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Climate Proofing Housing Landscapes

A project in London proves that homes are key for cities to cope with climate change

London, 26 January 2016 | Published in Energy

Through its Climate Proofing Housing Landscapes project, Groundwork London, one of the UK’s leading environmental and social regeneration charities, is working in partnership with the London Borough of Hammersmith and Fulham to design and implement climate change adaptation measures on three housing estates.

Part funded by the European Commission’s LIFE+ Environment programme, the measures will help to make the estates more resilient in the future, at the same time delivering a range of other benefits to residents, including employment and training opportunities, play features, food growing spaces and improved visual amenity.

Adapting social housing to climate change

Climate Proofing Housing Landscapes aims to demonstrate that urban housing estates can play an important part in adapting our cities to cope better with climate change, with a core focus on implementing water sensitive urban design measures on the estates – including green roofs, green walls and ground-level green infrastructure measures. The three estates, different in their structure, landscaping and size, were chosen in order to demonstrate how such measures can be implemented in a wide range of urban housing settings.

These measures are helping to reduce the local risk of climate impacts such as flooding and heat waves, a challenge which is being faced in urban areas across Europe. The solutions are highly replicable – functional, affordable, light-engineering solutions which can be applied even in small green spaces. They demonstrate the value of small-scale adaptation plans for existing housing, whilst at the same time being applicable to new developments too.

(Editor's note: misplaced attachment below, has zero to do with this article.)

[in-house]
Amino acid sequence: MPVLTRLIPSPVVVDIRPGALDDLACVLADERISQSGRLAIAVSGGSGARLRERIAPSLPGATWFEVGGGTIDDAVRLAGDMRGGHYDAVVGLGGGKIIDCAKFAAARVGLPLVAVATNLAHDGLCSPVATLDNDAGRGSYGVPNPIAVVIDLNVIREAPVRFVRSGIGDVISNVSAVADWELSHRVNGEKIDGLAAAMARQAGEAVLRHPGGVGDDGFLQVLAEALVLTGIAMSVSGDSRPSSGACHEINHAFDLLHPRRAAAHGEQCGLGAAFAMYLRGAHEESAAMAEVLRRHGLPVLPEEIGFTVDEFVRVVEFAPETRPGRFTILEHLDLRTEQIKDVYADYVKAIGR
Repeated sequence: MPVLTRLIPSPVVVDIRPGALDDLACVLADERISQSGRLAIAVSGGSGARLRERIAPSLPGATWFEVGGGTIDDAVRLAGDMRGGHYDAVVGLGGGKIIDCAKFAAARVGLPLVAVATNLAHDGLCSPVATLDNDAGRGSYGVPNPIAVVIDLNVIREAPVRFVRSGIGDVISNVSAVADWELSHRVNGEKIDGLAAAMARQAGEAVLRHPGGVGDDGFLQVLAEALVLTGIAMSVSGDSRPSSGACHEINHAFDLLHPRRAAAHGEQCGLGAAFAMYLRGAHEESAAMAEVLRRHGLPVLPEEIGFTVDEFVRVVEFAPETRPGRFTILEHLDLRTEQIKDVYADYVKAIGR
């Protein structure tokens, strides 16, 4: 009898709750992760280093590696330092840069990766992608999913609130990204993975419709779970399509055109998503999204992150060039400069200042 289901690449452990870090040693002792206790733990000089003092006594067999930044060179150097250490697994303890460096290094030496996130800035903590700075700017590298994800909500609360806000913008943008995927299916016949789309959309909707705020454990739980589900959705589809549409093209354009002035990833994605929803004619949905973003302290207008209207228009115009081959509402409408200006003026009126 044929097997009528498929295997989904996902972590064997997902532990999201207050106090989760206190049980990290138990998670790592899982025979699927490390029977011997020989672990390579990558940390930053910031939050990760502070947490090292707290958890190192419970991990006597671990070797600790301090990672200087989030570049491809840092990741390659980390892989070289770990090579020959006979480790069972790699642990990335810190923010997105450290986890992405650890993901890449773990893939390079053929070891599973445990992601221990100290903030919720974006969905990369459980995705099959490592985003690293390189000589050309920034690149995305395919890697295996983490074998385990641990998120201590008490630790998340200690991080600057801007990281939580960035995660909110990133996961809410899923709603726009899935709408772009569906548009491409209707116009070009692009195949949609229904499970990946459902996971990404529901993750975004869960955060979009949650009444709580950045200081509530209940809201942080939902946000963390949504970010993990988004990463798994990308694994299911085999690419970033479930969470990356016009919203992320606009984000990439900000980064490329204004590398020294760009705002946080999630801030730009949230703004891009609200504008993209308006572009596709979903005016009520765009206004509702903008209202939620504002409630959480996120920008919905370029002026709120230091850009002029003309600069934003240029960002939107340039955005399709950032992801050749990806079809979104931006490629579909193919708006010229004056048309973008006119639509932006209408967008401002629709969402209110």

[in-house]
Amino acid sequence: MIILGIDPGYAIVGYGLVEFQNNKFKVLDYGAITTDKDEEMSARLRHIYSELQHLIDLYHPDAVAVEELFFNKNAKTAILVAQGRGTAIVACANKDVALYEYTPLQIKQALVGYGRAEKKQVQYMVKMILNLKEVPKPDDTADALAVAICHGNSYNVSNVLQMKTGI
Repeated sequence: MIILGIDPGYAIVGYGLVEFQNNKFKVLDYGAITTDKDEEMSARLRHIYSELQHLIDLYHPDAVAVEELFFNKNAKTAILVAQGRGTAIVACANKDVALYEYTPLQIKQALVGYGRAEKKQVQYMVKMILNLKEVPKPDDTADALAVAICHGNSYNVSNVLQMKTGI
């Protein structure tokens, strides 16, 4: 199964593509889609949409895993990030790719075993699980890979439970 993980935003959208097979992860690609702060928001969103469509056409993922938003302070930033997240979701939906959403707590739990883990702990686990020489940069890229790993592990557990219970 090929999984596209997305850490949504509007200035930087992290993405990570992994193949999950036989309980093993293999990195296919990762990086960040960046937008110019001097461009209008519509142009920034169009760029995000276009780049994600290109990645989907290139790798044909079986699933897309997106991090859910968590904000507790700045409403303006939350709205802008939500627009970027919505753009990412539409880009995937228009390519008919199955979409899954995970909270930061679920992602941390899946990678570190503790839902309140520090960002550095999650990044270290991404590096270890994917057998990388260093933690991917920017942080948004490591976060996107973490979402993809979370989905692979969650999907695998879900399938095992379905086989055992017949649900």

One of the unique aspects of the project is that, through offering training and employment opportunities for apprentices to carry out and maintain some of the adaptation features as part of Groundwork London’s Green Teams, it has also demonstrated the business case for cross-cutting investment in such measures, for example through neighbourhood services or community investment programmes. The training and employment opportunities have in many cases supported taking locally based apprentices out of long-term unemployment.

Residents are also being closely engaged throughout the project, giving them an opportunity to shape the open space improvements on their estates, raising their awareness of climate change issues and helping them to see the benefits of taking action themselves – not just for the environment, but also for their homes, health and well-being.

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Current progress

The project has completed the improvements on two of the three estates, with the third site to complete by early Spring. These improvements are showcased in a new 360° tour, which is available on the Groundwork London website.

Green Team practitioners are currently maintaining and managing the site improvements, with food growing clubs and community activities taking place to support continued engagement with residents. Housing and grounds maintenance staff and contractors are also being trained in how to maintain these measures and replicate them elsewhere, ensuring their longevity beyond the lifetime of the project.

Next steps

A range of materials are currently being developed – including a project film, implementation guide and training programme – all of which will be made publicly available later this year. The implementation guide aims to enable housing providers to replicate the approaches adopted in this project across their own housing stock by providing key tools, resources and best practice case studies. The guide sets out the main impacts of, and lessons learned from, the project, and offers practical guidance as well as signposting to other useful resources.